Minnesota Spent Half A Billion Dollars On Schools, But Never Checked To See If The Money Helped

Funds sent to Minnesotan schools to help students who fall behind for their age reached $551 million in 2018, but the impact of said funds has not been properly tracked or assessed.

Funds sent to Minnesotan schools to help students who fall behind for their age reached $551 million in 2018, but the impact of said funds has not been properly tracked or assessed.

As the laws currently stands, schools have to report how special funding, called compensatory education revenue, is being spent and if students are getting better grades as a result of the millions. However, it is unclear who the schools are supposed to report this information to.

The Office of the Legislative Auditor highlighted this issue in a recent report that shows that the Minnesota Department of Education (MDE) is supposed to receive and assess data about the spending’s impact— yet they have received 0 reports from schools. 

The Auditor’s office also says that even if data was reported, using it to prove that the half a billion spent over the last two years has had any positive effect.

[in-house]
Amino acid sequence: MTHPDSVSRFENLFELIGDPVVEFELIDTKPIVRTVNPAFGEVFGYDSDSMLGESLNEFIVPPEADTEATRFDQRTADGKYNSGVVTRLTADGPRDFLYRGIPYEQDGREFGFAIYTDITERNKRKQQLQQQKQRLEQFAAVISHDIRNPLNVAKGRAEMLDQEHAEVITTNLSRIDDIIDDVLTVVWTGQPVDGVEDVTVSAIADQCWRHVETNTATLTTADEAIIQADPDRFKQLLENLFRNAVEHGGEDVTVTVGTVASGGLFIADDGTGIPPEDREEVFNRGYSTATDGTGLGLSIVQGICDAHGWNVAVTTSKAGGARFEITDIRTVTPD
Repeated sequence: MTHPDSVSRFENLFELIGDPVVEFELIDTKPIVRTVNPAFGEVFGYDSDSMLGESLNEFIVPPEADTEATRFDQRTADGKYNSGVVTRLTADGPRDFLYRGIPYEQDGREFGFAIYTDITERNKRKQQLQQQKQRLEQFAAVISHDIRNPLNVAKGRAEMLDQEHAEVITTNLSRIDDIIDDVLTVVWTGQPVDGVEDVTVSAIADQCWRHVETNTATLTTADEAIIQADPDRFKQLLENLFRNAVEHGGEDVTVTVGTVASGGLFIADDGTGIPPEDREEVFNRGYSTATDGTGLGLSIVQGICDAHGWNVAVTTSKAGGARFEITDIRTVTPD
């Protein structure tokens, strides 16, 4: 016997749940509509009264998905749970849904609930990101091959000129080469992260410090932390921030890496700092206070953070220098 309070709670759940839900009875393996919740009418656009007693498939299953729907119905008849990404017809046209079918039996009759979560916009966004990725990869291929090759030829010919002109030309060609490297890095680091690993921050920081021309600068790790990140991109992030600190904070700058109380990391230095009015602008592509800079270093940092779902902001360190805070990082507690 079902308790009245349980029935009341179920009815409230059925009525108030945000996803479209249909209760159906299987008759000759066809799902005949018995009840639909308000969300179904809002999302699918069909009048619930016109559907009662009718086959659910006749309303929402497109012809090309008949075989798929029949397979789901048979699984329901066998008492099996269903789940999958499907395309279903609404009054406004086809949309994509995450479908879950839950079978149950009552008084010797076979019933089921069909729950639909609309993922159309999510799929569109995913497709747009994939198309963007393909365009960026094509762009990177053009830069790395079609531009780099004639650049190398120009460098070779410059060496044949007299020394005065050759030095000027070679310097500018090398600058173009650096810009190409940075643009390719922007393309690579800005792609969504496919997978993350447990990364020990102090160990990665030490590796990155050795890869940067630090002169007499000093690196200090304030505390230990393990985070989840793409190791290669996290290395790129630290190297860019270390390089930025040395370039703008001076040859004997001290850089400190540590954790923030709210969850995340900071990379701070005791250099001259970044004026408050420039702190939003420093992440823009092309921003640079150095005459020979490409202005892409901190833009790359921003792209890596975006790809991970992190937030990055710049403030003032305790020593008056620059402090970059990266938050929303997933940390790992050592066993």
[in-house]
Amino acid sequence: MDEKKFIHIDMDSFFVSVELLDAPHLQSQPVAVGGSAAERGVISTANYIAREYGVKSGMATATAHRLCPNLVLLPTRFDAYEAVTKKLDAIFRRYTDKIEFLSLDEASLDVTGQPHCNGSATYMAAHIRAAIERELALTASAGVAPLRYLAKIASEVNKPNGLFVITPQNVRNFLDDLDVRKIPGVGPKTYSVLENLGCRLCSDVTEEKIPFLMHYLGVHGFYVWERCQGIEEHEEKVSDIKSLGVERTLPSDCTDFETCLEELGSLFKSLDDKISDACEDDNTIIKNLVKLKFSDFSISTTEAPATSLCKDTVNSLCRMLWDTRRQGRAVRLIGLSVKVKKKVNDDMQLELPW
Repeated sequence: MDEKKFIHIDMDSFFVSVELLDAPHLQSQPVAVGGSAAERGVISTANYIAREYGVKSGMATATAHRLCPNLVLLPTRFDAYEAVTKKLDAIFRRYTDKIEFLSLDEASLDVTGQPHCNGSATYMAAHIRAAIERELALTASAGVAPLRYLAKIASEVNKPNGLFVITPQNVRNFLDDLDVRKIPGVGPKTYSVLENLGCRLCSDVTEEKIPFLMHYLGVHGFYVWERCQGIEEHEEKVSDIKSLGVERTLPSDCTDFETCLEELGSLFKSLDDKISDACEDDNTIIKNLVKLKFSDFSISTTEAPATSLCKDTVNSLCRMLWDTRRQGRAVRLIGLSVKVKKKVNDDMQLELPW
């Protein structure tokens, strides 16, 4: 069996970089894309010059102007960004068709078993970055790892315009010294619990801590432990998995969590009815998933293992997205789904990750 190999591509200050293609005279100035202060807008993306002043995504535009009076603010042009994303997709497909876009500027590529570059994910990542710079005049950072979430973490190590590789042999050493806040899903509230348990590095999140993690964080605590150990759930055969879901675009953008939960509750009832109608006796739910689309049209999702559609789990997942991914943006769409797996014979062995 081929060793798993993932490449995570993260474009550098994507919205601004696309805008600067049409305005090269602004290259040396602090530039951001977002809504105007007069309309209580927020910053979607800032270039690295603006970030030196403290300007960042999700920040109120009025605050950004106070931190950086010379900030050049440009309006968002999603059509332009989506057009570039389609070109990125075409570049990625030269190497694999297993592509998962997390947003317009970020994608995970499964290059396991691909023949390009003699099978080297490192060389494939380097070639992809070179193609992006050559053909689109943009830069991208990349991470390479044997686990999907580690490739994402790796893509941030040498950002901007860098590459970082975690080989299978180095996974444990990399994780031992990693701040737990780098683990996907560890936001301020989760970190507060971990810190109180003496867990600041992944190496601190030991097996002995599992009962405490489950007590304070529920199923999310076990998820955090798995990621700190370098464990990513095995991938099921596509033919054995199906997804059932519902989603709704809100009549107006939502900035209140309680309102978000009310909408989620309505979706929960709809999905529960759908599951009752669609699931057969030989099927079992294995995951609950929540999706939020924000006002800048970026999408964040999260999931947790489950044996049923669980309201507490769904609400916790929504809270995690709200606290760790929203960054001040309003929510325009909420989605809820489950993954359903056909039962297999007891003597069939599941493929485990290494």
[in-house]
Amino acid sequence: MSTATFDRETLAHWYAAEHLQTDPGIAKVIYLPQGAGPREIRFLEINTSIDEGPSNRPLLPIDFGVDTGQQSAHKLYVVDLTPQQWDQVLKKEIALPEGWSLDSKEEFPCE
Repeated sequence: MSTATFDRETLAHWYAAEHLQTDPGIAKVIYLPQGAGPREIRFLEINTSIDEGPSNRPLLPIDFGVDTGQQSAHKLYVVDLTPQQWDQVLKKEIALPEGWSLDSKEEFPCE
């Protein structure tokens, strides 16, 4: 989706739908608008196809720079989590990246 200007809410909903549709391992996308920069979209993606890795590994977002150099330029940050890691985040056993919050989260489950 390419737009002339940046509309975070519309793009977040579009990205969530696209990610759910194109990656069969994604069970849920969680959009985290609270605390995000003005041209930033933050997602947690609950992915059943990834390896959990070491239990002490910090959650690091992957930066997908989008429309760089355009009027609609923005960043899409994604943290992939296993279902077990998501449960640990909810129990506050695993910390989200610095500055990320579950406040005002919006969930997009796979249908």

One problem with estimating impacts of the revenue is that school districts’ indicators of academic success, such as test results, do not isolate the impacts of compensatory education revenue itself,” the office says. It also notes that making any judgement about improvements in relation to spending is “unrealistic.”

However, the report is not all doom and gloom. The Auditor outlined some steps that could be taken to ensure that tax dollars are actually helping Minnesotan students. One such step would be to assure that money is being spent on “best practices.”

Best practices are measures which have been empirically proven to increase student outcomes. Some examples include “tutoring, extended-day or extended-year programs, full-day kindergarten, and English learner programs,” according to the office. 

The office also recommended that the MDE look into other practices that can be proven to increase student performance.